Corporate access to capital worsens after bank turmoil, Janus Henderson report

This post was originally published on this site

LONDON (Reuters) – Corporates’ access to capital deteriorated after turmoil in the banks sector in March while cash flow and earnings are under increasing pressure from potential recession, asset manager Janus Henderson Investors said in a report on Tuesday.

Indicators such as debt loads, access to capital markets, cash flow and earnings continued to flash red in the first quarter, Janus Henderson, which had around $287 billion in assets as of December, said in its latest global credit risk monitor.

While lending conditions have tightened for the past nine months, the banking turmoil in March accelerated the trend, bringing forward a likely recession, its report noted.

Rate-sensitive parts of the economy, such as real estate and banking, would be most vulnerable, it said, adding it expected further volatility in credit spreads and a rise in corporate defaults.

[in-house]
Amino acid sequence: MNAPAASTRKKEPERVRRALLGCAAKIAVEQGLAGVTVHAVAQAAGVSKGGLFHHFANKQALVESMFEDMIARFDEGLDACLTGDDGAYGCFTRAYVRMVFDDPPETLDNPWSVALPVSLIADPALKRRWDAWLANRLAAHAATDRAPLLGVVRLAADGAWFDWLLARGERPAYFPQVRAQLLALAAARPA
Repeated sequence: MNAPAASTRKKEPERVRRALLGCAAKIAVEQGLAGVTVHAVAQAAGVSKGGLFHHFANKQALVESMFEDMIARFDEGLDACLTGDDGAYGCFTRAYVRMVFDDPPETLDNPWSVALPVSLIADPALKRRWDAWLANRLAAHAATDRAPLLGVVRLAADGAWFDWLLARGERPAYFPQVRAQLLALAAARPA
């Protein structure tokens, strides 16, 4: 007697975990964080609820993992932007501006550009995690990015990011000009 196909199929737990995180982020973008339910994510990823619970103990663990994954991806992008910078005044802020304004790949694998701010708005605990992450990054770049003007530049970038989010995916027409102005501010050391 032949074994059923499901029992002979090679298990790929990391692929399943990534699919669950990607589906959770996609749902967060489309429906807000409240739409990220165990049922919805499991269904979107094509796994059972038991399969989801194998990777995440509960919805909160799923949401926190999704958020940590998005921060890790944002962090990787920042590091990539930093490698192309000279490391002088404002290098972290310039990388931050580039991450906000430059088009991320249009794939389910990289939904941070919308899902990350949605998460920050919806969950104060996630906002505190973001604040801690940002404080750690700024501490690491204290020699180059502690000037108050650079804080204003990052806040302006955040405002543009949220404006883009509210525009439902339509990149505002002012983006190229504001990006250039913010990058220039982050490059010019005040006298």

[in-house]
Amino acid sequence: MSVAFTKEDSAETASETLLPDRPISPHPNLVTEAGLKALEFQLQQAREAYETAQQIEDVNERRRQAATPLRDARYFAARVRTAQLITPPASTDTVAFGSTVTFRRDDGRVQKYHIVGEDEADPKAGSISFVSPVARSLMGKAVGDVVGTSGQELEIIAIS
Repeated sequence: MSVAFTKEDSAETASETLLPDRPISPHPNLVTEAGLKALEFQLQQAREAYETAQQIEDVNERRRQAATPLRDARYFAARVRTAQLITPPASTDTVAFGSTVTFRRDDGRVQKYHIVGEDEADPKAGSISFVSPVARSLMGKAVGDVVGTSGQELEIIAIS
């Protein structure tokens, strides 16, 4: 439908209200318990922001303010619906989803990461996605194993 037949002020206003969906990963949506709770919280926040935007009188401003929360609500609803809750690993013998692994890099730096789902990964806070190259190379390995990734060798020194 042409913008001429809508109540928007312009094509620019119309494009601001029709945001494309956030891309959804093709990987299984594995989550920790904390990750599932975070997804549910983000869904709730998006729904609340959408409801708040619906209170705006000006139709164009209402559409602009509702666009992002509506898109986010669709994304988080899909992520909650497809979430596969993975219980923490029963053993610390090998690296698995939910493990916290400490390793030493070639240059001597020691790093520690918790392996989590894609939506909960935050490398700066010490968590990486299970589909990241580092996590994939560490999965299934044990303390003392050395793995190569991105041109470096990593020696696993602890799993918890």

The scale of the defaults will depend on whether economies enter a hard or soft landing, with the latter scenario suggesting defaults will peak in the next six months before rolling over.

The risk premium on euro investment-grade corporate bonds rose by around 50 basis points (bps) to 195 bps following Credit Suisse’s rescue last month. The premium has since fallen to 155 bps but remains above pre-March levels.

The cost of insuring exposure to junk debt peaked in mid-March at 515 bps. It stood at 444 bps on Tuesday, versus lows of around 379 bps in early February, according to S&P Global (NYSE:SPGI) Market Intelligence.

Janus Henderson noted that for the companies it tracks, earnings continued to be revised down, with no or negative earnings growth in 2023 across developed and emerging economies except for the euro zone, China and Japan.

“The ramifications of tightening monetary policy were inevitably going to cause parts of the financial system to bend or break and the first casualty was the weakest parts of the banking system,” said Jim Cielinski, global head of fixed income at Janus Henderson Investors.

“The signposts we are looking for to become more positive are core inflation to be meaningfully below 4-5%, broad money to start to bottom and pick up and China and EM (emerging markets) easing, providing a tailwind for global growth.”